'Dave' Cameron: What I believe in is Lists. And Questions. And. Short. Sentences.

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Is the cost of getting a licence for a pub about to increase? Will the 400-year-old tradition of Morris dancing in Bampton be threatened as a result? Why is all this happening?

What are the challenges facing Britain today? Where exactly is Bampton? Why do I start speeches with multiple questions?

I'll tell you why. It's the same reason I'm in favour of lists. And short sentences. Preferably without a verb. First, what we are all about is lively debate. In Blackpool. In Birmingham. In Bourton. Second, the central message that I'm hearing, loud and clear, is that people have short attention spans. We're all in this together. Individuals. Families. Communities. Voluntary agencies and faith groups. Businesses. Pony clubs and gymkhanas.

Should we agree with Tony Blair when he has the right ideas? I say a resounding yes. Just look at academies, which I fully applaud. Thirdly, take the Sexual Offences Bill, which I helped through Parliament every step of the way (although at one of my surgeries in Woodstock some naturist constituents pointed out, quite rightly, anomalies in the clause on flashing which would criminalise a perfectly harmless activity). It's common sense.

Now I know what you are thinking. But let me be absolutely clear. I am absolutely clear that I am proud of this great party. I am absolutely clear that we Conservatives have done amazing things. I am absolutely clear that our country is just incredible. I love it. My default option will be to reach out to the instincts of our core. Yes, there is complex wonder in our modern, diverse society. But people in it still read the Daily Mail. So let me list seven vital areas where I will take a stand and tackle the issues. The pasta of confused abbreviations. The scourge of drug abuse. The amoeba of muddled thinking. The coarse impact of highly sexualised music videos. The plight of small abattoirs in Oxfordshire. I want you to come with me.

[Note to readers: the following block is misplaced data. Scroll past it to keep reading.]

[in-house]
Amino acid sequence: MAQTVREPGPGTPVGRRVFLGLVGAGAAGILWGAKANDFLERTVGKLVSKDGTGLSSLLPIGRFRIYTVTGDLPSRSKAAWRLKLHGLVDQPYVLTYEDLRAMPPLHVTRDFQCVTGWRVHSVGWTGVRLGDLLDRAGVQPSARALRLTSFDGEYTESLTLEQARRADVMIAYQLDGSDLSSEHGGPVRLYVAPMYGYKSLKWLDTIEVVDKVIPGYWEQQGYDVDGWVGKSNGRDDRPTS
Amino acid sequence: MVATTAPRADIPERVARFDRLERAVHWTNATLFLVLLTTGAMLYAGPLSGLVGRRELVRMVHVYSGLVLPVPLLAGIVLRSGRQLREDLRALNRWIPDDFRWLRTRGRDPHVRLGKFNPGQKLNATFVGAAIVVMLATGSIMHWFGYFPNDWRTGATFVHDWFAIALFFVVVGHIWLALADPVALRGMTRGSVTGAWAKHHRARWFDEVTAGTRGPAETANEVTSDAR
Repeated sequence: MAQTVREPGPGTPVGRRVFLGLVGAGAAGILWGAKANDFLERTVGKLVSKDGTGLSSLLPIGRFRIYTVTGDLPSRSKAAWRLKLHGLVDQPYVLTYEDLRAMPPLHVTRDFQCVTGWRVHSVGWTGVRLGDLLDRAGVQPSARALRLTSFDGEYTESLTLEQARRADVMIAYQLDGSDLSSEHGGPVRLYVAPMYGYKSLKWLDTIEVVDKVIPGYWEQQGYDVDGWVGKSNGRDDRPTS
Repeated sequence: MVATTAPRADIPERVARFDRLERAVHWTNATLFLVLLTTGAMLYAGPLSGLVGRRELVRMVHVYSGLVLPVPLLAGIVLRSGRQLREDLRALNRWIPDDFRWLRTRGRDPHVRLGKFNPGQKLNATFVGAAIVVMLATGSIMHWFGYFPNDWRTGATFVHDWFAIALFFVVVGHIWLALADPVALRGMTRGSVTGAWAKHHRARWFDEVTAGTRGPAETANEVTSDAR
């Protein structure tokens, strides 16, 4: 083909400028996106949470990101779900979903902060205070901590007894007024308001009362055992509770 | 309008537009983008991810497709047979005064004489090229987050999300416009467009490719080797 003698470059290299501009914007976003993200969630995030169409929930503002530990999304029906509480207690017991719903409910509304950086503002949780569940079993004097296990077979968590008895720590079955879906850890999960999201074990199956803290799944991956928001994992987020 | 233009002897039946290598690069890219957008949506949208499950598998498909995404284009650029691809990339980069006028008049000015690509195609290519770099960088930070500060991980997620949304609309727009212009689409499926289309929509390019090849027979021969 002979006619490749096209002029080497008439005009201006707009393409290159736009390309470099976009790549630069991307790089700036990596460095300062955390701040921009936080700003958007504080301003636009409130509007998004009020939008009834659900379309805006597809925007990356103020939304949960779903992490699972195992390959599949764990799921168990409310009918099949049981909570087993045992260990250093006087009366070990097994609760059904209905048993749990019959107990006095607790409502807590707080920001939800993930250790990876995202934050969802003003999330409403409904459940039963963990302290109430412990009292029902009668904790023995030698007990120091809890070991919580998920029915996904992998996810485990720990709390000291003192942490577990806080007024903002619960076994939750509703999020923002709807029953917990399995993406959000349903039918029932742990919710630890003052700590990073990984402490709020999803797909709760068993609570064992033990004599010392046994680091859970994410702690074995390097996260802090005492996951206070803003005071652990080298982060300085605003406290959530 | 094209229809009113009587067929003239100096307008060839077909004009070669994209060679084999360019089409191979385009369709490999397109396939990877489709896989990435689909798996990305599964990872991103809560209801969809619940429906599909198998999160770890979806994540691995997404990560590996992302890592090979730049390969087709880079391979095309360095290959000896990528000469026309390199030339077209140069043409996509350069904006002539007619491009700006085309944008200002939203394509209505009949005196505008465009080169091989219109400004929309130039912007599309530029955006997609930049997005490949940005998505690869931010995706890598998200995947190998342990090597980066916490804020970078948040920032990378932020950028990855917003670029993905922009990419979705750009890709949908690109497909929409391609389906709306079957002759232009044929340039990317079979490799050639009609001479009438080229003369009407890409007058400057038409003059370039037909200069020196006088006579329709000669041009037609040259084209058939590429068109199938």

But let me tell you something. To those who say that our traditions and our values are enough, I say this. All the evidence shows that we have lost the last three elections. I think that's crazy. And it is not enough to simply shout louder. To simply rebrand. To simply split more infinitives. We have tried bald leaders. We have tried leaders with hair. That is no longer the challenge. We all know it. The challenge is clear. But what is the challenge? You don't get anywhere in life by shirking the real issues. Let me give you an example. On 7 January this year the late-running 15.52 from Paddington did not stop at Hanborough or Kingham. I faced it head on for my constituents. First Great Western admitted it was unacceptable ad hoc timetabling that would not be repeated. That is why I talk about not just a new party, but a completely new party. That is why I talk about not just modernisation, but real modernisation. That is why I talk about not just party-political point-scoring, but about resolving real problems with real rigour. It's not always easy to say. But is that a reason not to say it? I don't think so - do you?

The future is ours. If we go for it. If we seize it. If we fight for it. With every ounce of passion. With every fibre of our being. Then this great party of ours will be truly compassionate. Really up-to-date. And the good news is that the Witney, Carterton and Chipping Norton areas are switched on to broadband. Charlbury and Stonesfield will follow shortly. Nothing can stop us now.

As told to John Leigh and David Woodhouse, authors of Faber's Lexicon series